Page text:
The Maryland Terps made the big plays when they needed to as they defeated the Navy Midshipmen in the 2nd overtime, 8-7. In front of 14,625 fans at Navy Marine Corps Stadium (3rd largest total in Navy history, 11th in NCAA Lacrosse regular-season history), midfielder Drew Evans ripped a shot with just :07 left in the game to send the game to overtime. Both teams had balanced scoring efforts. Maryland had four players with two points apiece, while Navy was led by the three point efforts of Ian Dingman and Tim Paul. Maryland freshman goalie Brian Phipps may have been the X-factor with his 13 saves for the Terps.
Annapolis, MD – In what was arguably the most exciting game of the year, the feeling leaving Navy Marine Corps Stadium was electric as all in attendance watched Maryland steal a game between two rivals. Navy controlled every statistical category except for saves and controlled the pace of the game for the majority of regulation.
Navy got on the board early as freshman Tim Paul, starting in place of injured attackman Bruce Nechanicky, found Basil Daratsos less than two minutes into the game. Both defenses took over and proved that they are deserving of the hype. Both are physical, fast and experienced, and both are in the top 15 for scoring stinginess. At the tail end of a long possession, sophomore transfer Jeremy Sieverts drove down the right side and ripped a nice right-handed shot in to get Maryland on the board with 4:37 to play in the first. Navy would answer shortly after. Ian Dingman draws a lot of attention from opposing defenses, and that was evident as he drove from X. He barely had a step on his man, but he found William Wallace open who put one past Maryland goalie Brian Phipps.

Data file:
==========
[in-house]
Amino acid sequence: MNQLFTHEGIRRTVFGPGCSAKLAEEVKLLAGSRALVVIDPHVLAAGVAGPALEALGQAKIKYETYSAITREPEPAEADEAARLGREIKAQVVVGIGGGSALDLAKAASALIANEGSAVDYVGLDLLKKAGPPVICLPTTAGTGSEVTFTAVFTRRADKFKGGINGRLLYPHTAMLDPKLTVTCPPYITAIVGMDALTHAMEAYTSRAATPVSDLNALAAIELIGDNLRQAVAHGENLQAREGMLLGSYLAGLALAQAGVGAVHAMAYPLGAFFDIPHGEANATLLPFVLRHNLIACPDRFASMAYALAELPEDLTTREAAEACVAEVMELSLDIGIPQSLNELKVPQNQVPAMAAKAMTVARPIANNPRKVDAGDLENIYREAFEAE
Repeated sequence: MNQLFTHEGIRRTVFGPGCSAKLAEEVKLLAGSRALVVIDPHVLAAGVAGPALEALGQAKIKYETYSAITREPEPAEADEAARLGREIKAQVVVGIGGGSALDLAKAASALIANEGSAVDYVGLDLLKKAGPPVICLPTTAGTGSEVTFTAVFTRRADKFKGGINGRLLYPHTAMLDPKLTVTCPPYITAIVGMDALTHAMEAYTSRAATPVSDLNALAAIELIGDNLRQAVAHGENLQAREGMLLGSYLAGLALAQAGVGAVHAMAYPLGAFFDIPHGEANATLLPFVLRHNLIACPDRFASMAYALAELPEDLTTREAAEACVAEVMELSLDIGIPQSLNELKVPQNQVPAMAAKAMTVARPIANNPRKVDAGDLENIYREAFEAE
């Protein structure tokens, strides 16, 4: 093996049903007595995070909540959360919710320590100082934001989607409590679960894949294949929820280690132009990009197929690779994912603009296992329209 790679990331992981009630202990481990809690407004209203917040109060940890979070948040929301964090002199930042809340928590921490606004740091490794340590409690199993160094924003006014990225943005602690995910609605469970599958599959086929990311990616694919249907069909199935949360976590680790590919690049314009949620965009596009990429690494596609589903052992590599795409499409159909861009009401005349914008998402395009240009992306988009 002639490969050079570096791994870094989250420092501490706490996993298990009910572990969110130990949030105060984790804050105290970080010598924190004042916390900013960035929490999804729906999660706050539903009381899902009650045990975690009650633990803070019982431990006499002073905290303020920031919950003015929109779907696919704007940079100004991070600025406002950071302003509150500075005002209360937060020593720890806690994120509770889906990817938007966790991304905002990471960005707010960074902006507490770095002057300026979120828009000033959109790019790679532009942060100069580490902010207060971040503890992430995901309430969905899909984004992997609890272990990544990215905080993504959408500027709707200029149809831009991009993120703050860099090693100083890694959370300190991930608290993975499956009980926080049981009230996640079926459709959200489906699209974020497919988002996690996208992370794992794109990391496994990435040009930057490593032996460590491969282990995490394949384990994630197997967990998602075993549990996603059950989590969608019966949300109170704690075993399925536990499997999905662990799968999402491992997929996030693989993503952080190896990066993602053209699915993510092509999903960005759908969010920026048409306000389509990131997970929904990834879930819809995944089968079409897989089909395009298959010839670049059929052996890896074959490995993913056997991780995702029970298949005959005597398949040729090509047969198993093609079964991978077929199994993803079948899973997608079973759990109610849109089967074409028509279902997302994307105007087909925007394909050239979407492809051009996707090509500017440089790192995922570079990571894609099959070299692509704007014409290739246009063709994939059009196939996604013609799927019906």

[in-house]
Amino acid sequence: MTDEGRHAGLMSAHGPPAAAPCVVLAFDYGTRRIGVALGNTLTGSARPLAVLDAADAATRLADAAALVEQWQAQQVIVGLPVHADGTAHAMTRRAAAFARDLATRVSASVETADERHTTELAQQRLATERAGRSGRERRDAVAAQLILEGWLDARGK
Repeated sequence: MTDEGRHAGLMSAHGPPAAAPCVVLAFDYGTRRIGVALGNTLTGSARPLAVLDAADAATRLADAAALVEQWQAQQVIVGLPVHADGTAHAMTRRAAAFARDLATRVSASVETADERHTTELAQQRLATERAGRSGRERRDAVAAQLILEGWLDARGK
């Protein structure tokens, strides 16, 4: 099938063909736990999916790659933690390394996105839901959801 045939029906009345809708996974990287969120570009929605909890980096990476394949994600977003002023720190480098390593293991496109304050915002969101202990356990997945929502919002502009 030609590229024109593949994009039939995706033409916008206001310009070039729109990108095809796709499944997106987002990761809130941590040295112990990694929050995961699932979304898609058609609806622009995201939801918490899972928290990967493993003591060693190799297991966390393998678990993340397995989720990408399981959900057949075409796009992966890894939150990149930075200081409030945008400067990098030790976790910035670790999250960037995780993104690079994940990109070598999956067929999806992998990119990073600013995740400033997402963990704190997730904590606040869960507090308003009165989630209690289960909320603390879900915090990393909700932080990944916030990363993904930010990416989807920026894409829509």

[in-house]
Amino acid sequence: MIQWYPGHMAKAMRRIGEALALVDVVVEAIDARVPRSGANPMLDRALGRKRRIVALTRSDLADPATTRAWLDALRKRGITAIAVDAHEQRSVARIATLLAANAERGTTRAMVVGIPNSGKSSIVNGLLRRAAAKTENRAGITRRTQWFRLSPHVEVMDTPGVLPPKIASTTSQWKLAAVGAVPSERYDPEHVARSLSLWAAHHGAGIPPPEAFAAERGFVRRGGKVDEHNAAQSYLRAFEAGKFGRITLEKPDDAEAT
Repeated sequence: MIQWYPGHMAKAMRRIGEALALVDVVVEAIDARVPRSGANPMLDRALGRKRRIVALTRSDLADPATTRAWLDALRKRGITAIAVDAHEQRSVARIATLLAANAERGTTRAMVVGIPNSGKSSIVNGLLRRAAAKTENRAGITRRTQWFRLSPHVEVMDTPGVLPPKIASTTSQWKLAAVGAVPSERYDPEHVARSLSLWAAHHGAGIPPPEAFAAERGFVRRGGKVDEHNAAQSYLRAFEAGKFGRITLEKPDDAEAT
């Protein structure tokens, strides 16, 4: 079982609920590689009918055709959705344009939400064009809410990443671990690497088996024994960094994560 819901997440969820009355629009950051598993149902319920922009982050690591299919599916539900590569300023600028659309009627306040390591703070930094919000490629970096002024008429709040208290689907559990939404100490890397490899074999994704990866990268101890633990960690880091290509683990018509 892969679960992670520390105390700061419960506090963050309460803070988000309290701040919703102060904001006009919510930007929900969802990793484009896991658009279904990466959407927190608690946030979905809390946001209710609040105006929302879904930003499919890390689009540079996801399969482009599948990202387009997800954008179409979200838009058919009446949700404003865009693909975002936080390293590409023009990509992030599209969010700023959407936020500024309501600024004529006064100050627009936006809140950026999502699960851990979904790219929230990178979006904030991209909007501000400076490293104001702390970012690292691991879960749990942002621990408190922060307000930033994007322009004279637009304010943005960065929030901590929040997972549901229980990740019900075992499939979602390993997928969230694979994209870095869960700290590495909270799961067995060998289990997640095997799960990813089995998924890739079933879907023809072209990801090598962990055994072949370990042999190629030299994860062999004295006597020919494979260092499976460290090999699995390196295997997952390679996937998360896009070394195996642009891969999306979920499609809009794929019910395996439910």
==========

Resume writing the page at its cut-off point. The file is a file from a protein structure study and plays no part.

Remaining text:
The first half would become pretty much all Maryland defense and Navy offense. Brian Phipps provided the difference as he contributed four saves in the 2nd quarter to keep the game tight, despite playing man-down for three of the first thirty minutes.
“The boy [Brian Phipps] grew up. When you have kids playing as a freshman against Navy in a game like this, they either take a giant step up or a giant step down, and he took a giant step up,” said Maryland head coach Dave Cottle.
With less than a minute to go in the first, Phipps came up with a huge man-down save. Navy worked the ball around, found Nick Mirabito on the back-side, but the man-down unit recovered nicely. Unfazed, Navy kept the pressure on and worked it back-side to Ian Dingman who took a righty jump shot that dinged the pipe and went out-of-bounds. Navy finally got their third goal of the game with 1:59 to play in the 2nd. Phipps made another save, but on the rebound, Navy fought hard for the groundball. Dingman came up with it in the alley and they worked it around until Basil Daratsos beat Phipps. On the ensuing face-off, freshman Bryn Holmes won it forward for Maryland. Navy’s William Wallace thought he had won it, so he started to step around Holmes. Holmes raced towards the Navy goal with Wallace recovering. Holmes got close, and saw Michael Phipps open on the wing, so he threw a cross-handed flip pass to Phipps, who ripped a lefty shot in just :07 after Daratsos’ goal. Despite their dominance, Navy was only up 3-2 at the half.
“We threw the ball away. We fouled too much. We talked all week in a game like this with a lot of emotion, you got to use your head, not lose your head. We fouled four times. It kept us from having the ball and when we had the ball, we threw it away. At halftime, we talked about how positive it was to be playing as badly as we played and only be down one at the half. If we could hang in there, all we had to do was play a good 30 minutes and get a win,” said Cottle.